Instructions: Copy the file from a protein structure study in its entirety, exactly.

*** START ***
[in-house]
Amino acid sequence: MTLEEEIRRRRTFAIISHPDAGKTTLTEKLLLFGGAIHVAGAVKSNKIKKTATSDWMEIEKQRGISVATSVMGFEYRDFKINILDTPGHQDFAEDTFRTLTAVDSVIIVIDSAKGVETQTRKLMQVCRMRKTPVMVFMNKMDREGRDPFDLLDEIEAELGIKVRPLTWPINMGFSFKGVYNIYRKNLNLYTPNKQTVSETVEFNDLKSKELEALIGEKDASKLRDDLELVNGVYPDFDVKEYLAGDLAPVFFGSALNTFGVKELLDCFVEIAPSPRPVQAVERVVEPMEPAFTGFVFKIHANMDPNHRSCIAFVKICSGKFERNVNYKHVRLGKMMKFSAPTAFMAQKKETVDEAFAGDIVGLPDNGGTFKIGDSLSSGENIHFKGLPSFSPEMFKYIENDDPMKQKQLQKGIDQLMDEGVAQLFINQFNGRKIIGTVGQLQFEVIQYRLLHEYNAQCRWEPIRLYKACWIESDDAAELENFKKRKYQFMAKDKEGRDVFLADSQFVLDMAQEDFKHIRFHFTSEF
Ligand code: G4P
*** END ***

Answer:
[in-house]
Amino acid sequence: MTLEEEIRRRRTFAIISHPDAGKTTLTEKLLLFGGAIHVAGAVKSNKIKKTATSDWMEIEKQRGISVATSVMGFEYRDFKINILDTPGHQDFAEDTFRTLTAVDSVIIVIDSAKGVETQTRKLMQVCRMRKTPVMVFMNKMDREGRDPFDLLDEIEAELGIKVRPLTWPINMGFSFKGVYNIYRKNLNLYTPNKQTVSETVEFNDLKSKELEALIGEKDASKLRDDLELVNGVYPDFDVKEYLAGDLAPVFFGSALNTFGVKELLDCFVEIAPSPRPVQAVERVVEPMEPAFTGFVFKIHANMDPNHRSCIAFVKICSGKFERNVNYKHVRLGKMMKFSAPTAFMAQKKETVDEAFAGDIVGLPDNGGTFKIGDSLSSGENIHFKGLPSFSPEMFKYIENDDPMKQKQLQKGIDQLMDEGVAQLFINQFNGRKIIGTVGQLQFEVIQYRLLHEYNAQCRWEPIRLYKACWIESDDAAELENFKKRKYQFMAKDKEGRDVFLADSQFVLDMAQEDFKHIRFHFTSEF
Ligand code: G4P